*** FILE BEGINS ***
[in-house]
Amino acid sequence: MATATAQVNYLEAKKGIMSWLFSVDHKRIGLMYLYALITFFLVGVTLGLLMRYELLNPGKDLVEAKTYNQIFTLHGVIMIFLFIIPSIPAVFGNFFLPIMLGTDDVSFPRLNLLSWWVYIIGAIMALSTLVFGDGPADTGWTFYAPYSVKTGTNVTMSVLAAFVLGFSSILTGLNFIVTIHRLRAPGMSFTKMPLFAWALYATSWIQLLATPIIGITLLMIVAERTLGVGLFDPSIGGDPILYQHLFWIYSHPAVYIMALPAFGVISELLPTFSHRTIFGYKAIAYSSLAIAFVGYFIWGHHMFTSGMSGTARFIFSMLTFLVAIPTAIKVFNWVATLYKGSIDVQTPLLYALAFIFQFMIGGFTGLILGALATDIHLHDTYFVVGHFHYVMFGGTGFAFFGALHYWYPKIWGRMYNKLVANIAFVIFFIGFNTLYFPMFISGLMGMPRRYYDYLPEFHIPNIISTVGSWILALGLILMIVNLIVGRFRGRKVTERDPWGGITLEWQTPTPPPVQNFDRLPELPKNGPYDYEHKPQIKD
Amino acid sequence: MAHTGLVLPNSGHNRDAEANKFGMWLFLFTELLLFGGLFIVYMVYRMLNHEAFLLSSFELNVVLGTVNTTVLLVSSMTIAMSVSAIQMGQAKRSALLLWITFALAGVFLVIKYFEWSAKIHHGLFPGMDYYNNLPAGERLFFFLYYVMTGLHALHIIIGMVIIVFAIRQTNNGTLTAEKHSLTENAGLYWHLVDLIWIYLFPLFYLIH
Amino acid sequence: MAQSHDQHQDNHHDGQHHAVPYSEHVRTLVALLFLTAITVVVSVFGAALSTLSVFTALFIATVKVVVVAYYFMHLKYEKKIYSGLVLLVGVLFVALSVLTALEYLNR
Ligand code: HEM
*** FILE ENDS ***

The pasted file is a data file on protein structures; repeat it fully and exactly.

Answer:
[in-house]
Amino acid sequence: MATATAQVNYLEAKKGIMSWLFSVDHKRIGLMYLYALITFFLVGVTLGLLMRYELLNPGKDLVEAKTYNQIFTLHGVIMIFLFIIPSIPAVFGNFFLPIMLGTDDVSFPRLNLLSWWVYIIGAIMALSTLVFGDGPADTGWTFYAPYSVKTGTNVTMSVLAAFVLGFSSILTGLNFIVTIHRLRAPGMSFTKMPLFAWALYATSWIQLLATPIIGITLLMIVAERTLGVGLFDPSIGGDPILYQHLFWIYSHPAVYIMALPAFGVISELLPTFSHRTIFGYKAIAYSSLAIAFVGYFIWGHHMFTSGMSGTARFIFSMLTFLVAIPTAIKVFNWVATLYKGSIDVQTPLLYALAFIFQFMIGGFTGLILGALATDIHLHDTYFVVGHFHYVMFGGTGFAFFGALHYWYPKIWGRMYNKLVANIAFVIFFIGFNTLYFPMFISGLMGMPRRYYDYLPEFHIPNIISTVGSWILALGLILMIVNLIVGRFRGRKVTERDPWGGITLEWQTPTPPPVQNFDRLPELPKNGPYDYEHKPQIKD
Amino acid sequence: MAHTGLVLPNSGHNRDAEANKFGMWLFLFTELLLFGGLFIVYMVYRMLNHEAFLLSSFELNVVLGTVNTTVLLVSSMTIAMSVSAIQMGQAKRSALLLWITFALAGVFLVIKYFEWSAKIHHGLFPGMDYYNNLPAGERLFFFLYYVMTGLHALHIIIGMVIIVFAIRQTNNGTLTAEKHSLTENAGLYWHLVDLIWIYLFPLFYLIH
Amino acid sequence: MAQSHDQHQDNHHDGQHHAVPYSEHVRTLVALLFLTAITVVVSVFGAALSTLSVFTALFIATVKVVVVAYYFMHLKYEKKIYSGLVLLVGVLFVALSVLTALEYLNR
Ligand code: HEM